corporate responsibility is not only established by their own
documents but was proven and admitted by their own employees in
the courts of the United States. My final remark would be to endorse
strongly the part which Audrey Wise picked up in pointing out
the remarks in Mr Clarke's article. What this is really about
is not a fine debate about tax policy, but about tobacco companies
saying in the case of British American Tobacco perhaps not in
Britain but certainly to the rest of the world, if you do not
bring down taxes we will smuggle. I accept that British American
Tobacco by not having major domestic markets in the United Kingdom
is not perhaps in the same way making that threat to the United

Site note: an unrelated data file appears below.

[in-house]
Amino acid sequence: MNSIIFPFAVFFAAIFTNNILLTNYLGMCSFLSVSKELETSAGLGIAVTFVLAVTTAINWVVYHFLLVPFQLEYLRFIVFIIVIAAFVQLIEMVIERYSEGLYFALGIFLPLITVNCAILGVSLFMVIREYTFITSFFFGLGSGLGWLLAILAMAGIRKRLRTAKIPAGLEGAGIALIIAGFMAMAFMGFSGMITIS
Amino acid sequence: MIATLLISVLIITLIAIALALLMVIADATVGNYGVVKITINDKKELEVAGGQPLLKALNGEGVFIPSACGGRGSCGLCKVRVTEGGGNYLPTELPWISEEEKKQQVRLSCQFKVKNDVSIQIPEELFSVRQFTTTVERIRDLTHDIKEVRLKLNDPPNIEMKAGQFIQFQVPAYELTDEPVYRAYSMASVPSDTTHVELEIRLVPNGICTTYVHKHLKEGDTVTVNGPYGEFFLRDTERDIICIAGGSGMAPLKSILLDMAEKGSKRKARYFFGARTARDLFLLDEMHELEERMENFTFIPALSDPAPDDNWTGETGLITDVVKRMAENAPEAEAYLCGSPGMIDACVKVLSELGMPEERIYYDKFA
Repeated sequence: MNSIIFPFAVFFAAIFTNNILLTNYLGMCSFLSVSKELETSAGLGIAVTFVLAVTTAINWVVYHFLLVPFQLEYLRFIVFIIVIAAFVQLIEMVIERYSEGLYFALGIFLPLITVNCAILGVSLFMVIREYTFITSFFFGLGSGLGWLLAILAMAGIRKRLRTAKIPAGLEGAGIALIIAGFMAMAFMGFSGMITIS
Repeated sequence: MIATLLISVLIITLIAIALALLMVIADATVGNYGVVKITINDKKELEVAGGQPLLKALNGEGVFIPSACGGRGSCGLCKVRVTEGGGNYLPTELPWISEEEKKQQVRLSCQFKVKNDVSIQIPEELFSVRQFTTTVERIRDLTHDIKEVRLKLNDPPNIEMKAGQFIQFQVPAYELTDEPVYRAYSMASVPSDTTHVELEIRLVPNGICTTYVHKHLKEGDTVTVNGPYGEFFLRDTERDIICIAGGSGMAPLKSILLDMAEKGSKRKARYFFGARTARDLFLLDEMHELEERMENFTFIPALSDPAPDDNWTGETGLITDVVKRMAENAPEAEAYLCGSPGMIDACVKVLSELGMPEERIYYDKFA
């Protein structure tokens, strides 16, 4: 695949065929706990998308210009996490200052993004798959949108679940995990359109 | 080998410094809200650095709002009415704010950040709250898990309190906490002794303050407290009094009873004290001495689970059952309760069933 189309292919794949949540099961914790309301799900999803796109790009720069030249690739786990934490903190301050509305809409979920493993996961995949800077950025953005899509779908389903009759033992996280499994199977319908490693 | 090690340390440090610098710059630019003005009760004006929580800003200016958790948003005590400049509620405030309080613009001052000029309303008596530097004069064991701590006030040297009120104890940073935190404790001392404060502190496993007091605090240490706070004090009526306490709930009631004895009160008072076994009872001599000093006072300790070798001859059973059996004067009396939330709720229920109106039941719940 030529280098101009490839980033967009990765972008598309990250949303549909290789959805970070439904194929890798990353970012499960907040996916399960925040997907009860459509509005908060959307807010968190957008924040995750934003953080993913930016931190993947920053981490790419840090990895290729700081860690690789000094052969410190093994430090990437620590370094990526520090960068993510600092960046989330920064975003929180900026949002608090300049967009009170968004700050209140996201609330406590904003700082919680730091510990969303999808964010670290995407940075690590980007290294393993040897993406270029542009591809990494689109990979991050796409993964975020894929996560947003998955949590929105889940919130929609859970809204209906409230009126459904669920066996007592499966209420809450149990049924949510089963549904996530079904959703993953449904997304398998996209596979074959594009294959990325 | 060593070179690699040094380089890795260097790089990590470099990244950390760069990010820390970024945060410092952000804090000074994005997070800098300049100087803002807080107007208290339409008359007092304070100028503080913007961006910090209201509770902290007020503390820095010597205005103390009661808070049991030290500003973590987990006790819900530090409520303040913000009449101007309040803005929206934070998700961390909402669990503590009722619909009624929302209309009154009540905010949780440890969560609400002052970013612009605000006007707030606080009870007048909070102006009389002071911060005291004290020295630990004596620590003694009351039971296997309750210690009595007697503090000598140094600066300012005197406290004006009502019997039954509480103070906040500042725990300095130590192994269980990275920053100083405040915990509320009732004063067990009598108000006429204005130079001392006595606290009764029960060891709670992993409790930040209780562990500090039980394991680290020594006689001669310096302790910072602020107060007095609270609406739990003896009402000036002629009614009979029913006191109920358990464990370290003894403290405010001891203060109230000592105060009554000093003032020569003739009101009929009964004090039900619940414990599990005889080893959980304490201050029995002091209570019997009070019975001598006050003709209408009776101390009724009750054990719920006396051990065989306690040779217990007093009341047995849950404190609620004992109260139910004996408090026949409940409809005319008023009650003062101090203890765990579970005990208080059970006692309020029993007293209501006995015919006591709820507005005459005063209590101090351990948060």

Kingdom Government but it is making it everywhere else and it
is not acceptable anywhere.
1463. I was also interested in exactly the same
quote which Audrey Wise used by Mr Clarke. Mr Broughton heard
evidence about the Amber Leaf campaign which Gallaher's ran trying
to influence the market share of bootlegged handrolling tobacco.
The working documents which came from the company to the advertising
company talked about targeting bootleggers, working with bootleggers
to make sure that they carried their product. Is that the sort
of activity you have to indulge in when you are trying to keep
your market share in some of your foreign overseas markets?
(Mr Broughton) I am sorry, I must have got lost somewhere.
Could you repeat the question you want me to answer?
1464. Do you have campaigns running overseas
like the Amber Leaf campaign run by Gallaher's to influence the
bootlegging market into this country?
(Mr Broughton) No, is the crudest answer but it is
not quite as simple as that.
1465. Do you want to qualify your answer?
(Mr Broughton) We do advertise in countries where
some of our products are smuggled. Okay? That is in countries
where you will often find we have a significant or even fairly